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Leadership Seminar
3 June 2013
Leadership Seminar Term Paper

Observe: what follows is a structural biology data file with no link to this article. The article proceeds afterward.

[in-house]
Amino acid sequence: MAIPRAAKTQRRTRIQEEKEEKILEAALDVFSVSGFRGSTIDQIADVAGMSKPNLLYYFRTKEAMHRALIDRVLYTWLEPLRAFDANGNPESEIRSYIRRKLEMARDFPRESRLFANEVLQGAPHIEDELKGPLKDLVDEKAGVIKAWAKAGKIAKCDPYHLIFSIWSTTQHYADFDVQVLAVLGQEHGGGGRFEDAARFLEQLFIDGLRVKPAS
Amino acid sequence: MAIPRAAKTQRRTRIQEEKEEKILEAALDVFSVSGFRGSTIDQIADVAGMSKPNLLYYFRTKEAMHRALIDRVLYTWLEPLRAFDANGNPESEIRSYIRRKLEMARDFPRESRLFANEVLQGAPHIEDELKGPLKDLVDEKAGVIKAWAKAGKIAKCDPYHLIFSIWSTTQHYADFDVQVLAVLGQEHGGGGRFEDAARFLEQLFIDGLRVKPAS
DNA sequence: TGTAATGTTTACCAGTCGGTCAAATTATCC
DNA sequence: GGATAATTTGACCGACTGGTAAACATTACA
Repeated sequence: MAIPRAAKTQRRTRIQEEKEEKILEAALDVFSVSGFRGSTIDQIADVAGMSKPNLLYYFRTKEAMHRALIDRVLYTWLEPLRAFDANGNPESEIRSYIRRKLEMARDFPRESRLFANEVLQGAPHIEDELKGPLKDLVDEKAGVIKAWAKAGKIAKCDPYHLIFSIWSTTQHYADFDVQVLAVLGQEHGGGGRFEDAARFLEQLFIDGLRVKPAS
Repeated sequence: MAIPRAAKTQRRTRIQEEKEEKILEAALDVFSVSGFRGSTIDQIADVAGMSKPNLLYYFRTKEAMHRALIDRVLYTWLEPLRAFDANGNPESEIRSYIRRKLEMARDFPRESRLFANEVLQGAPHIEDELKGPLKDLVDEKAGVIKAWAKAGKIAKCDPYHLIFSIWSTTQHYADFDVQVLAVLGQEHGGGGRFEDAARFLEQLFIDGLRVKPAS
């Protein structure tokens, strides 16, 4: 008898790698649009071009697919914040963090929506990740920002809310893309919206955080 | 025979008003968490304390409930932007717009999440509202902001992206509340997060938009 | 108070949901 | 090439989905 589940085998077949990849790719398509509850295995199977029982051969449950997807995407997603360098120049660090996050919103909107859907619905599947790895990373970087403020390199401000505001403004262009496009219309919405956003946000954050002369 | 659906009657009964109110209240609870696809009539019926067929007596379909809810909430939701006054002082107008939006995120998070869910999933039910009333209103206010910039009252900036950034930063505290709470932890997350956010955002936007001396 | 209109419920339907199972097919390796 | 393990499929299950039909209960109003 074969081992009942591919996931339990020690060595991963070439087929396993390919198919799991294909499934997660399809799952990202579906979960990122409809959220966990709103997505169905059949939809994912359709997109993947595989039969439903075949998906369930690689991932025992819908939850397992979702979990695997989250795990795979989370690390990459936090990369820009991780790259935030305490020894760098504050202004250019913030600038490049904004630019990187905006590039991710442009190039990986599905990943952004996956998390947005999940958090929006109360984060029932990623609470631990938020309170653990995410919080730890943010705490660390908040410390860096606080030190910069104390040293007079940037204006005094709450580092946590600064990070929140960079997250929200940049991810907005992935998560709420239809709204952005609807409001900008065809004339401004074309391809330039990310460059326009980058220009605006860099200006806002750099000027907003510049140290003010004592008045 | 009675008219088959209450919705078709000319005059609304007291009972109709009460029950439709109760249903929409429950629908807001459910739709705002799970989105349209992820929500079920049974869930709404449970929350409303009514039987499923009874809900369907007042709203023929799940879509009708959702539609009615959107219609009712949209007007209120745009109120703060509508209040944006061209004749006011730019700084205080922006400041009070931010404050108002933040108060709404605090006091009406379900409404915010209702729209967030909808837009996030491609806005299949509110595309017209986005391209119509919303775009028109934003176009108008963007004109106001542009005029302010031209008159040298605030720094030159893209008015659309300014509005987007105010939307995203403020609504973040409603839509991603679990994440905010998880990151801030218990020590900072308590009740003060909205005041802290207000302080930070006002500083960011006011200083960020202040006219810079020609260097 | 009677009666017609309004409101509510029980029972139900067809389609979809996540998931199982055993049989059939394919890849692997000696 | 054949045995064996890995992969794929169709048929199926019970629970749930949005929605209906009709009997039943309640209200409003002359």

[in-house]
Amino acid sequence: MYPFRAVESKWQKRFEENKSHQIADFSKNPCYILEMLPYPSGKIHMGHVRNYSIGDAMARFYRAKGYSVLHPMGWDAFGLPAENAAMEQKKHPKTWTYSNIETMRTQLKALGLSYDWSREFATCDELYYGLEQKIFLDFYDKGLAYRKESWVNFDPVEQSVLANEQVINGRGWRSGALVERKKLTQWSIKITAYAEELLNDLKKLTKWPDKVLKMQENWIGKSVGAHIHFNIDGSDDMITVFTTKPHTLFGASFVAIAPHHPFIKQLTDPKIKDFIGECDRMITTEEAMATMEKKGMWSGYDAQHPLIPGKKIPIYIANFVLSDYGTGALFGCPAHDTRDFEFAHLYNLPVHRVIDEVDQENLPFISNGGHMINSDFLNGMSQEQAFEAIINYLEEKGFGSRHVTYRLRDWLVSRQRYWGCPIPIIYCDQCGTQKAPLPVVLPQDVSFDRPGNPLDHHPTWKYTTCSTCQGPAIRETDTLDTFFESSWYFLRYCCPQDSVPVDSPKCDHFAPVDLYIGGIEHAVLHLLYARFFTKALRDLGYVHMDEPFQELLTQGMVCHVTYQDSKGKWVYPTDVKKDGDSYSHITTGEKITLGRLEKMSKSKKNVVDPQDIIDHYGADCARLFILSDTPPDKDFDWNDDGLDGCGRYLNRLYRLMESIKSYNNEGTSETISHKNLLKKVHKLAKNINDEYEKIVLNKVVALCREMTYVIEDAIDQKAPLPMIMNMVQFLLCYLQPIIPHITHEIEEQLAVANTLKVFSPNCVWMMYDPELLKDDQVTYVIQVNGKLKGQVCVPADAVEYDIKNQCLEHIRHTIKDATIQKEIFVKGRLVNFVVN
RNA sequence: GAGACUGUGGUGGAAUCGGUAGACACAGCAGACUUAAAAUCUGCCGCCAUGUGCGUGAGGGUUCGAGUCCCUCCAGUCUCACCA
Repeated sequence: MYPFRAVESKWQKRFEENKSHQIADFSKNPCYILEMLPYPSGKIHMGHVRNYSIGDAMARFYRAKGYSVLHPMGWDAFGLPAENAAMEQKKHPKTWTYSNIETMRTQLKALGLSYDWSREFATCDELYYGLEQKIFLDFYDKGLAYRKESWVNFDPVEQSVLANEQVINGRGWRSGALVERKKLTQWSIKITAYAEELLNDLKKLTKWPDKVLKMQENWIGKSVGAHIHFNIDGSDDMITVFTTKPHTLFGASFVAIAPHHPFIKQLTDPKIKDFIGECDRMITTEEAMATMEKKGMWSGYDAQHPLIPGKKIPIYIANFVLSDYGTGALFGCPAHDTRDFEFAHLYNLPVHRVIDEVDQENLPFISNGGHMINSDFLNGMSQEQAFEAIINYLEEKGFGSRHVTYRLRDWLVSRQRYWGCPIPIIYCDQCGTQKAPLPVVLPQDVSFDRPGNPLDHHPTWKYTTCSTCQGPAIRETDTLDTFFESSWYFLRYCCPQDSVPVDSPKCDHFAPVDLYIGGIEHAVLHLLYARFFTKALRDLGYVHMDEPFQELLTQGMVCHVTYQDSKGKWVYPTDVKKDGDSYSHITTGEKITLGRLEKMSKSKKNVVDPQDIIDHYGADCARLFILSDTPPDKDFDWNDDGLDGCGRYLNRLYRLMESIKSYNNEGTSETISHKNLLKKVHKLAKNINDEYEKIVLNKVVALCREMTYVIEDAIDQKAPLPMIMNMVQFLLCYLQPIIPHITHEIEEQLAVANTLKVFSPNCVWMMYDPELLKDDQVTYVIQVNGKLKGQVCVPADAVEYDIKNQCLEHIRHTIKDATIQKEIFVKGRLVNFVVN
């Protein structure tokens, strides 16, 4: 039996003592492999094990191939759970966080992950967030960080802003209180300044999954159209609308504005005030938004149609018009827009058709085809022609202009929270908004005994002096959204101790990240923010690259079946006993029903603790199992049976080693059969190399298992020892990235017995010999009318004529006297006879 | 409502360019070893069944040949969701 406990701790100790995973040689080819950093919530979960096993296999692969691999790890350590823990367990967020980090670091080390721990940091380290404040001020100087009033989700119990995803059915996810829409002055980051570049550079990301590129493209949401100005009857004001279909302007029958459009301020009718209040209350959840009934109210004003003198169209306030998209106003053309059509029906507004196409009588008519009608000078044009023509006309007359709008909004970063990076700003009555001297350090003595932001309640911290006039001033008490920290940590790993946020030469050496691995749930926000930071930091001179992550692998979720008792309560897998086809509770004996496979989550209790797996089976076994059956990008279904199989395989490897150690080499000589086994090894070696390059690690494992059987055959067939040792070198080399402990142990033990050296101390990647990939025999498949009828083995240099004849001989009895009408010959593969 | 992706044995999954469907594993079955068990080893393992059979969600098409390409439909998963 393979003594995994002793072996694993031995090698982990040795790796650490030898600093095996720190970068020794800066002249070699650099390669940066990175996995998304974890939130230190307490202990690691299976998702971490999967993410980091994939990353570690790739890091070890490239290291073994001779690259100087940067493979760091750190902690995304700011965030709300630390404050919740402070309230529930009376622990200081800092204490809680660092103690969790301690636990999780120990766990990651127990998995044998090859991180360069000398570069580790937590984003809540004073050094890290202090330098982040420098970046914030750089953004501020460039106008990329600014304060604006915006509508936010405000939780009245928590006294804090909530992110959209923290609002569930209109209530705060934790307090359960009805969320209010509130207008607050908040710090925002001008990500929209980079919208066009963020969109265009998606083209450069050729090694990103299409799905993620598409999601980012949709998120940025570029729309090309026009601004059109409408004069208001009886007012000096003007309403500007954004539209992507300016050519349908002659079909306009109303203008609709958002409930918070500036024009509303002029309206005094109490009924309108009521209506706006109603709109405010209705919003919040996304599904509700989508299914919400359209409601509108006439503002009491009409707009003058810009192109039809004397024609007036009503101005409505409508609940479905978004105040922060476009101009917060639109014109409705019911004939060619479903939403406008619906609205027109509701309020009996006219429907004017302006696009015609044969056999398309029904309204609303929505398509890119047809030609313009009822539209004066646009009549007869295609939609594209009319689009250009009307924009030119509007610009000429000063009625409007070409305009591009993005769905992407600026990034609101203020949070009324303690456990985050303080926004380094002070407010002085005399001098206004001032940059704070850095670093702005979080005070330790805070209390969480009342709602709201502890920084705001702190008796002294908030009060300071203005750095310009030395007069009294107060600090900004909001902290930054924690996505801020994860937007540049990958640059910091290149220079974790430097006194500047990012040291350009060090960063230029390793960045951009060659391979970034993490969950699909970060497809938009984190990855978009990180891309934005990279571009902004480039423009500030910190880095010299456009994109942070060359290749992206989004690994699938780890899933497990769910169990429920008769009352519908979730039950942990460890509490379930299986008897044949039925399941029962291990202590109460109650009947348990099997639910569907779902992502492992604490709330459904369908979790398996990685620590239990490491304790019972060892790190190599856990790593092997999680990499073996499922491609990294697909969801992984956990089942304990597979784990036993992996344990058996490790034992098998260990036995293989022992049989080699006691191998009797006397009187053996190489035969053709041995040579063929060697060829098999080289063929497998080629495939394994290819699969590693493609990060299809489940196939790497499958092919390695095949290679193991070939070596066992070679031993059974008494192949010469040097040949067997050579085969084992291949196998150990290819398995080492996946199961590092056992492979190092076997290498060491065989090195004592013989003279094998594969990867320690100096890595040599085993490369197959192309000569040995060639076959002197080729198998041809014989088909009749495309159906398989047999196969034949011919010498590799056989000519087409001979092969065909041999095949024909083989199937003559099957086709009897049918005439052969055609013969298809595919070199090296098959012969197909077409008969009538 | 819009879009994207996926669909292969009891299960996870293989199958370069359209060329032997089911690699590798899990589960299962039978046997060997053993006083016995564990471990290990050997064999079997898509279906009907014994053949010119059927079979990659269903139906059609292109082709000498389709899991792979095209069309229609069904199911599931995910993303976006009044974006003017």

Part One: “Initiative Commentary” Throughout the course of the semester, our class completed a variety of “leadership initiatives” in which students were required to accomplish a specific task in a limited amount of time. By completing these difficult tasks, the students within class were able to gain a better understanding of the obstacles and difficulties that can arise during different leadership scenarios. Through our various struggles while working on these initiatives, our class recognized that several concepts were invaluable in order to successfully complete these tasks. The concepts included the idea of achieving group cohesion and the importance of communicating effectively amongst our groups. Within our time working together on the different initiatives we were required to complete, Ken Blanchard’s idea that “None of us is as smart as all of us” was a crucial understanding because it emphasized the idea that everyone’s ideas and beliefs should be heard and valued by everyone in the class. Of the different initiatives that our class participated in, one of the most challenging took place in the auditorium where we had to transport a marble from the top of the auditorium down to the stage, using only small pieces of wood. Due to the fact that this initiative took place early on in the semester, our class had an extremely hard time communicating with each other causing difficulty in creating a strategy that would help us complete the task. As a result of the stairs that separated members of the class, we had an even harder time communicating. This difficulty to communicate would prove to be a major problem, as we continued to struggle getting the marble down to the stage. As time progressed, however, certain people within our class began to take control of the situation by suggesting that we split into smaller groups so communication and cohesion could be easily established. This plan proved to be effective as the much smaller and closer groups were able to easily share ideas and even offer constructive criticism of other plans, allowing for the successful completion of the task. As the objectives of the initiatives varied, the leadership methods that would be most effective also changed. Despite this fact, democratic leadership styles were a necessity in every initiative because everyone’s ideas needed to be heard and valued. In varying initiatives, such as the initiative where we needed to have one classmate travel underneath rope without touching, situational leadership was the most effective method. Situational was the most effective style because the collective group needed to make their decisions based on the situation at hand. For example, when we first chose which classmate would be going through the maze, we needed to consider several different factors. First, we needed to consider who would be capable of travelling through the maze based on their size and maneuverability. Next, we needed to consider who would be willing to take on the difficult task of going through the maze. Through our decision making as a class, we needed to utilize the skills of a situational leader that are outlined by Yukl (1989) in our leadership packets. These skills included the ability to clarify the tasks that the follower (in this case Sam Aebli) would be required to complete, the ability to effectively collaborate with each member of the group, and create a structure of the work and the utilization of the resources. In this case, the members of class needed to create a structured plan based on the rules of the initiative while effectively utilizing the resources that were at our disposal. As time progressed, however, the tone of the situation transformed from a very inclusive and open discussion to a much more serious and stressed situation. This change in tone was a result of the strain that was put on the class based on the rules of the initiative. The